Wednesday, July 06, 2011

Jarvis Bike Lanes

As you probably heard, the Jarvis Bike Lanes are on the chopping block. The War on the Car is over, long live the War on the Bike.

City Council is set to vote on the issue on July 12 or 13. If you support the bike lanes, please write your councillor (you can find your councillor and his or her e-mail address here). You might consider cc'ing all of the "mushy middle" councillors and the hard-line Ford supporters who previously voted for the installation of the bike lanes in 2009.1 Their votes will decide this.

Also, give the mayor a call at 416-397-FORD. He claims to be hearing only from people who want the lanes gone, but I doubt that's entirely accurate.

In any case, here is the e-mail I sent to my councillor, Kristyn Wong-Tam, and the others mentioned above:

Dear Councillors,

I am writing to express my concern about the Public Works and Infrastructure Committee's recommendation to remove the Jarvis bike lanes, and to you urge to oppose that measure when it comes before Council. As a driver, a cyclist, a resident of the neighbourhood, and a taxpayer, I strongly believe that such a move would be a big mistake.

I live on Jarvis, so I have seen first-hand the dramatic improvement resulting from the addition of the bike lanes. The reality is that cars and bikes are coexisting much better than they ever had before.

I drive on Jarvis daily, and my observation is that traffic has not become noticeably worse since the centre lane was removed. The recent staff report supports this view, demonstrating that average travel times have increased only slightly. It also makes recommendations for advance left turn signals that could address what congestion does exist.

The same report shows that, while vehicle traffic has not been reduced at all, bike volume has tripled since the lanes were installed, increasing Jarvis's total capacity by almost 5%. This is great news for everyone: The gridlock problem we face in Toronto will only be ameliorated by using our limited infrastructure more efficiently.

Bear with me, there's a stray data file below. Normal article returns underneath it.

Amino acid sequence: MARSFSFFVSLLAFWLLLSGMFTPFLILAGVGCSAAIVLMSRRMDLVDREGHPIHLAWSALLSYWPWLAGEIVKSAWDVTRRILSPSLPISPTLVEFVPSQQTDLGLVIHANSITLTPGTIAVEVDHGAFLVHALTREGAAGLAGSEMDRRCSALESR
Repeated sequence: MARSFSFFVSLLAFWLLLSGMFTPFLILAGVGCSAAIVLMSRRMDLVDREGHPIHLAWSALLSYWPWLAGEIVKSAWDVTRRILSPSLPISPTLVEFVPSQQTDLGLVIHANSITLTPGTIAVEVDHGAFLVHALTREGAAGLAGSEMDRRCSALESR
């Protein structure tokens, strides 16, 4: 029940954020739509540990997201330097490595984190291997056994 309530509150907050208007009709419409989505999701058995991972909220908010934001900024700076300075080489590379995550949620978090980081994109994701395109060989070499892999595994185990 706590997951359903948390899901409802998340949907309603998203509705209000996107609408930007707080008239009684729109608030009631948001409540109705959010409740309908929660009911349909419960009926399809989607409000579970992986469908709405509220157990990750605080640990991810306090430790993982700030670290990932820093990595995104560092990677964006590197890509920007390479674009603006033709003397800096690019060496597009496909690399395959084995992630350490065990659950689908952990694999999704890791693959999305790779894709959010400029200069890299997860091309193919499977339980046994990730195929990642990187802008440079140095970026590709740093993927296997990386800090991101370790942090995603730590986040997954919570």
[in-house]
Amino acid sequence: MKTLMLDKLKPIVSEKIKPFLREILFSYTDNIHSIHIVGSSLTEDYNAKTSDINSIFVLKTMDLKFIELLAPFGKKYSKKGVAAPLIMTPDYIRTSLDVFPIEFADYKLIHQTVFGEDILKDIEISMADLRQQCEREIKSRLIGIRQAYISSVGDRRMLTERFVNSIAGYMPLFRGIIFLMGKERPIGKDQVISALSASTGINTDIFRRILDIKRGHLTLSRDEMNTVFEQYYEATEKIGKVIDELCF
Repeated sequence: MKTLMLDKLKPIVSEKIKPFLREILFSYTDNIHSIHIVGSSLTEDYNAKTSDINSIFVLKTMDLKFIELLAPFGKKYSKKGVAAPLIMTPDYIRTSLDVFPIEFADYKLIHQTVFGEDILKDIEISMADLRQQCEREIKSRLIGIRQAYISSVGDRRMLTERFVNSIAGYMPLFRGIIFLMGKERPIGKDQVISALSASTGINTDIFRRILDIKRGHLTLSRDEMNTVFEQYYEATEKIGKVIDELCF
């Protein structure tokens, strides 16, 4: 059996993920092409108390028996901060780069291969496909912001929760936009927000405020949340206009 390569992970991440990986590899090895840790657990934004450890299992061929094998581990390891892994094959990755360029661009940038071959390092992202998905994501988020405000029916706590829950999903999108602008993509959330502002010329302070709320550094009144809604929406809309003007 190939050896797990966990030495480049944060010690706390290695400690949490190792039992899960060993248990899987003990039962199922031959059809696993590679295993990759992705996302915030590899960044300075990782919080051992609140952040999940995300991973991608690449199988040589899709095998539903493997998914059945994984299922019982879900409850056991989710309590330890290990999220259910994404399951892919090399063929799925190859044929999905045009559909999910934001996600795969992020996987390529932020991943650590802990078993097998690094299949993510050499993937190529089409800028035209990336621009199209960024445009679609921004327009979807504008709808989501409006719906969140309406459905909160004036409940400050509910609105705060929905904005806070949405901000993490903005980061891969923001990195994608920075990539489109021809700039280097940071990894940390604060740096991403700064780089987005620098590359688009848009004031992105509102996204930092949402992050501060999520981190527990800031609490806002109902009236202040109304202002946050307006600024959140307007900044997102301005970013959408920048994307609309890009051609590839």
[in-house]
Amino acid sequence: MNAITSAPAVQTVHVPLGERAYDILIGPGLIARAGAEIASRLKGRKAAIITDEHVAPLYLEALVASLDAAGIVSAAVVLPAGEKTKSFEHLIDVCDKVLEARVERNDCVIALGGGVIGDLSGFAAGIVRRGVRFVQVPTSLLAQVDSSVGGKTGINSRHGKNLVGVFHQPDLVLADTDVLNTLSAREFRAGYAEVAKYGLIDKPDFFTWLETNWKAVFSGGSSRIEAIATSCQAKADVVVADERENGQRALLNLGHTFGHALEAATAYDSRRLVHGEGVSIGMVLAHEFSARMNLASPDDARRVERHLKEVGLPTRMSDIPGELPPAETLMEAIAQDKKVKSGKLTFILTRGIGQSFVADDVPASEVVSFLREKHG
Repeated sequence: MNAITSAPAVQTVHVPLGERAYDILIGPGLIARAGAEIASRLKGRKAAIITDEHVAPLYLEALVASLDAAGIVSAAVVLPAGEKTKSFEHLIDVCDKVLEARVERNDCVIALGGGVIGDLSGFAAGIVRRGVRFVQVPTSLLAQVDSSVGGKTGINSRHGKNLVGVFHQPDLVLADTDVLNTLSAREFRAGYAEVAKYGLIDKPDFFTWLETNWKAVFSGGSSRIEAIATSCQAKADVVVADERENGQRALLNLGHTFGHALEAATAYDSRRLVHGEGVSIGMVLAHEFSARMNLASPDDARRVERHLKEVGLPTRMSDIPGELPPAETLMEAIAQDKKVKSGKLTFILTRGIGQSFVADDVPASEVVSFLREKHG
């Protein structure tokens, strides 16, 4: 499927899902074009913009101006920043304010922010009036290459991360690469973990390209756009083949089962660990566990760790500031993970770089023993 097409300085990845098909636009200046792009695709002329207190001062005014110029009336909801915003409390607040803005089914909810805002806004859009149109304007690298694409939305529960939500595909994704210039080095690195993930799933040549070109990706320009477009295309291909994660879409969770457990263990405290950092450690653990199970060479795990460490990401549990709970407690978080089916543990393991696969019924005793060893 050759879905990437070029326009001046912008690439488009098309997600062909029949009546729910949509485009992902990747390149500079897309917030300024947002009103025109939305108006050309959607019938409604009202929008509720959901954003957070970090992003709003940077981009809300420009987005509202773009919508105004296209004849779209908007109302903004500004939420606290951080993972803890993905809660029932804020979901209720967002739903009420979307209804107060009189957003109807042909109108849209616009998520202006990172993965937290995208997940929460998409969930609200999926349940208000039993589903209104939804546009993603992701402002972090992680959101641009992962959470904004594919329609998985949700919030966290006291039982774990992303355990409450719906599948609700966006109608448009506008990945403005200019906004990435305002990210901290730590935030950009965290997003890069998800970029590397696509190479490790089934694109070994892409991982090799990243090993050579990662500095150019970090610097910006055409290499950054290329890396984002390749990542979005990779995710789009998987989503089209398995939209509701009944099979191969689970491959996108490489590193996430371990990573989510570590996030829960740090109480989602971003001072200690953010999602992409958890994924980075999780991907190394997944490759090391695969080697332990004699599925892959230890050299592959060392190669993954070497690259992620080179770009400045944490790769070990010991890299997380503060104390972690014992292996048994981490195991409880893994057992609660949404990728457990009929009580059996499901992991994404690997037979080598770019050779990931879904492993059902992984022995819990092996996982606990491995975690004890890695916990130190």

Moreover, I'm very worried that removing the bike lanes will just add that new bike traffic back into the vehicle lanes, slowing them down as a result. Separating bike and vehicle traffic allows both to travel better, keeping bicyclists safe and drivers moving.

What concerns me most is the apparent rush to push through a decision on removing the bike lanes, without due consideration or any kind of consultation with the public. Even my local councillor was cut out of any discussion before the Committee's decision.

Does the proposal to remove the bike lanes even include a plan for what to do with the road space that would be recovered? If it does, the public hasn't been told, and we certainly don't know what it would cost. The indications are that it could be very expensive, indeed. The disrespect for taxpayers, and for citizens of the area in particular, is galling.

Once again, I urge you to please vote against the removal of the Jarvis bike lanes.
[1] Thanks to Ford for Toronto for the full list:,,,,,,,,,,,,


oskyldig said...

I was under the impression that they weren't being scrapped but rather re-located to Sherbourne or another street that's quite close that is more "sustainable."

If I'm wrong, please do correct me!

Dave said...

There are already bike lanes on Sherbourne and Jarvis. The Public Works Committee recommended several measures independently, including removal of the Jarvis Lanes and an upgrade to the Sherbourne lanes (physically separating them from traffic as part of the "Mayor's Bike Plan").

It might make sense to do the upgrades on Sherbourne (currently the lanes there are in terrible shape), and see if that reduces bike traffic on Jarvis. If it did, a case could be made for removing the Jarvis lanes. But removing them now would be premature, at best.